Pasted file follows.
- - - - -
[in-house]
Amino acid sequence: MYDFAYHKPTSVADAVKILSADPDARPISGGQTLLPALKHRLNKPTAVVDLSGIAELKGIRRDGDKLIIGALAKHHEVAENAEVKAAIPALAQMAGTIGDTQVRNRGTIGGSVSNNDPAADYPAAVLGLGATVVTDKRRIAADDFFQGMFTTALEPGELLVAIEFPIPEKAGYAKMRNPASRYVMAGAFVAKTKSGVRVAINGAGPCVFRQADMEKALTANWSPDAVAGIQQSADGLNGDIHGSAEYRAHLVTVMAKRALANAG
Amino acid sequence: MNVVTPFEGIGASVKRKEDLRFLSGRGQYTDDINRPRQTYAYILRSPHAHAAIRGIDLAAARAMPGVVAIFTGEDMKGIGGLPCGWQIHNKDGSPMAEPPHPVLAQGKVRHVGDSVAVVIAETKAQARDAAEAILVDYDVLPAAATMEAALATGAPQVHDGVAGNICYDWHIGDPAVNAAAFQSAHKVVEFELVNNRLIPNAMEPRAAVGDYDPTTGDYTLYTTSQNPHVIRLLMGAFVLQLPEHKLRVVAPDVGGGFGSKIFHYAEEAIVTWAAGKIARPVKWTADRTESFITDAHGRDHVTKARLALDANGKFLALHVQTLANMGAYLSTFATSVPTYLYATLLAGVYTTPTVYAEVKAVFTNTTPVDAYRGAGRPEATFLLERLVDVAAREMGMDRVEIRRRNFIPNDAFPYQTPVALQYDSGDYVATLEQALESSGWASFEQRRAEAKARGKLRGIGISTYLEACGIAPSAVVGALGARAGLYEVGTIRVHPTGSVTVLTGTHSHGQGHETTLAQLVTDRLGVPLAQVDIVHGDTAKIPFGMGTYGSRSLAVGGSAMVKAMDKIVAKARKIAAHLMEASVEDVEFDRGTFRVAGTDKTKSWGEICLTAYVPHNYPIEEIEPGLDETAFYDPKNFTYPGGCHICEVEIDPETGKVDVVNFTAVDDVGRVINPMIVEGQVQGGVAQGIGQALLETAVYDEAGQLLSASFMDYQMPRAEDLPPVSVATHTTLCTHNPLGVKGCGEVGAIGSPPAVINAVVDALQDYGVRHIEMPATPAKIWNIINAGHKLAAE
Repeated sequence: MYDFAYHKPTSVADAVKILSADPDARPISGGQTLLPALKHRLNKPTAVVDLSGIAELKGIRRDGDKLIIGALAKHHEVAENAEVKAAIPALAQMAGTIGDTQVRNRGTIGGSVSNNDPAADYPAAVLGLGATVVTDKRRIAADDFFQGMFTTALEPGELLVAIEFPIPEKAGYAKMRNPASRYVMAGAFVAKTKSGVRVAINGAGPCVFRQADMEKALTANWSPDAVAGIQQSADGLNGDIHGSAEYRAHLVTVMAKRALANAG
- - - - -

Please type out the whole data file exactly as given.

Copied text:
[in-house]
Amino acid sequence: MYDFAYHKPTSVADAVKILSADPDARPISGGQTLLPALKHRLNKPTAVVDLSGIAELKGIRRDGDKLIIGALAKHHEVAENAEVKAAIPALAQMAGTIGDTQVRNRGTIGGSVSNNDPAADYPAAVLGLGATVVTDKRRIAADDFFQGMFTTALEPGELLVAIEFPIPEKAGYAKMRNPASRYVMAGAFVAKTKSGVRVAINGAGPCVFRQADMEKALTANWSPDAVAGIQQSADGLNGDIHGSAEYRAHLVTVMAKRALANAG
Amino acid sequence: MNVVTPFEGIGASVKRKEDLRFLSGRGQYTDDINRPRQTYAYILRSPHAHAAIRGIDLAAARAMPGVVAIFTGEDMKGIGGLPCGWQIHNKDGSPMAEPPHPVLAQGKVRHVGDSVAVVIAETKAQARDAAEAILVDYDVLPAAATMEAALATGAPQVHDGVAGNICYDWHIGDPAVNAAAFQSAHKVVEFELVNNRLIPNAMEPRAAVGDYDPTTGDYTLYTTSQNPHVIRLLMGAFVLQLPEHKLRVVAPDVGGGFGSKIFHYAEEAIVTWAAGKIARPVKWTADRTESFITDAHGRDHVTKARLALDANGKFLALHVQTLANMGAYLSTFATSVPTYLYATLLAGVYTTPTVYAEVKAVFTNTTPVDAYRGAGRPEATFLLERLVDVAAREMGMDRVEIRRRNFIPNDAFPYQTPVALQYDSGDYVATLEQALESSGWASFEQRRAEAKARGKLRGIGISTYLEACGIAPSAVVGALGARAGLYEVGTIRVHPTGSVTVLTGTHSHGQGHETTLAQLVTDRLGVPLAQVDIVHGDTAKIPFGMGTYGSRSLAVGGSAMVKAMDKIVAKARKIAAHLMEASVEDVEFDRGTFRVAGTDKTKSWGEICLTAYVPHNYPIEEIEPGLDETAFYDPKNFTYPGGCHICEVEIDPETGKVDVVNFTAVDDVGRVINPMIVEGQVQGGVAQGIGQALLETAVYDEAGQLLSASFMDYQMPRAEDLPPVSVATHTTLCTHNPLGVKGCGEVGAIGSPPAVINAVVDALQDYGVRHIEMPATPAKIWNIINAGHKLAAE
Repeated sequence: MYDFAYHKPTSVADAVKILSADPDARPISGGQTLLPALKHRLNKPTAVVDLSGIAELKGIRRDGDKLIIGALAKHHEVAENAEVKAAIPALAQMAGTIGDTQVRNRGTIGGSVSNNDPAADYPAAVLGLGATVVTDKRRIAADDFFQGMFTTALEPGELLVAIEFPIPEKAGYAKMRNPASRYVMAGAFVAKTKSGVRVAINGAGPCVFRQADMEKALTANWSPDAVAGIQQSADGLNGDIHGSAEYRAHLVTVMAKRALANAG